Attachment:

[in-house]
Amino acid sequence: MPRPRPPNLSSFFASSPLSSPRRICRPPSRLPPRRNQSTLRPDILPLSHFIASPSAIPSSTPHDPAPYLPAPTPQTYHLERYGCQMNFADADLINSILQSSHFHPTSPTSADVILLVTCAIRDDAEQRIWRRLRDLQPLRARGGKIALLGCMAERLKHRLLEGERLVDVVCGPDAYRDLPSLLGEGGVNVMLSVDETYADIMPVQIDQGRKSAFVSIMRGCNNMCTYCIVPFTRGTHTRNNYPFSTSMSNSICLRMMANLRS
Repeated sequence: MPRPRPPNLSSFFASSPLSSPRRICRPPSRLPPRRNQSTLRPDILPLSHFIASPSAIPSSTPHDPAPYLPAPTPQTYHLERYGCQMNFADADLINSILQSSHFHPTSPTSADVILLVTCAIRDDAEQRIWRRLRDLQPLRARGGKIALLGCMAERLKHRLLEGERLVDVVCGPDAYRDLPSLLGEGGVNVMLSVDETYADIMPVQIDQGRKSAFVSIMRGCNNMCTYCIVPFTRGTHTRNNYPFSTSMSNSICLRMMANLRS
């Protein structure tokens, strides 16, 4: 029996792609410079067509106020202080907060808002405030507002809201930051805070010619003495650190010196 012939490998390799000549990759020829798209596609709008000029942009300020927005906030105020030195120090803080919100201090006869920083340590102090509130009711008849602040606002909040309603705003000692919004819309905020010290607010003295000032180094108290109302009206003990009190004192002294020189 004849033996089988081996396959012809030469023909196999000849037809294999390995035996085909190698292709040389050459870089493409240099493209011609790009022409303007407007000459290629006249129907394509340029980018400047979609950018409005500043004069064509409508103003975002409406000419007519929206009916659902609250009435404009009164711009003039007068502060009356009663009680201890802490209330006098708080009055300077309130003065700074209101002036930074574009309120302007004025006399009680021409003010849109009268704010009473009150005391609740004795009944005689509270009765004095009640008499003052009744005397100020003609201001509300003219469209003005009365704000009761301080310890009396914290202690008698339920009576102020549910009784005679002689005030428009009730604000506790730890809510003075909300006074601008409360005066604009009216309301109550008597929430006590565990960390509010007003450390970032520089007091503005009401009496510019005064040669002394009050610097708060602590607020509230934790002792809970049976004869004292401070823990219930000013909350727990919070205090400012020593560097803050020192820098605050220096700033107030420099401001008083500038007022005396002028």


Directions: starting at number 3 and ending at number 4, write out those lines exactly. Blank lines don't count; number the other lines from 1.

Repeated sequence: MPRPRPPNLSSFFASSPLSSPRRICRPPSRLPPRRNQSTLRPDILPLSHFIASPSAIPSSTPHDPAPYLPAPTPQTYHLERYGCQMNFADADLINSILQSSHFHPTSPTSADVILLVTCAIRDDAEQRIWRRLRDLQPLRARGGKIALLGCMAERLKHRLLEGERLVDVVCGPDAYRDLPSLLGEGGVNVMLSVDETYADIMPVQIDQGRKSAFVSIMRGCNNMCTYCIVPFTRGTHTRNNYPFSTSMSNSICLRMMANLRS
């Protein structure tokens, strides 16, 4: 029996792609410079067509106020202080907060808002405030507002809201930051805070010619003495650190010196 012939490998390799000549990759020829798209596609709008000029942009300020927005906030105020030195120090803080919100201090006869920083340590102090509130009711008849602040606002909040309603705003000692919004819309905020010290607010003295000032180094108290109302009206003990009190004192002294020189 004849033996089988081996396959012809030469023909196999000849037809294999390995035996085909190698292709040389050459870089493409240099493209011609790009022409303007407007000459290629006249129907394509340029980018400047979609950018409005500043004069064509409508103003975002409406000419007519929206009916659902609250009435404009009164711009003039007068502060009356009663009680201890802490209330006098708080009055300077309130003065700074209101002036930074574009309120302007004025006399009680021409003010849109009268704010009473009150005391609740004795009944005689509270009765004095009640008499003052009744005397100020003609201001509300003219469209003005009365704000009761301080310890009396914290202690008698339920009576102020549910009784005679002689005030428009009730604000506790730890809510003075909300006074601008409360005066604009009216309301109550008597929430006590565990960390509010007003450390970032520089007091503005009401009496510019005064040669002394009050610097708060602590607020509230934790002792809970049976004869004292401070823990219930000013909350727990919070205090400012020593560097803050020192820098605050220096700033107030420099401001008083500038007022005396002028």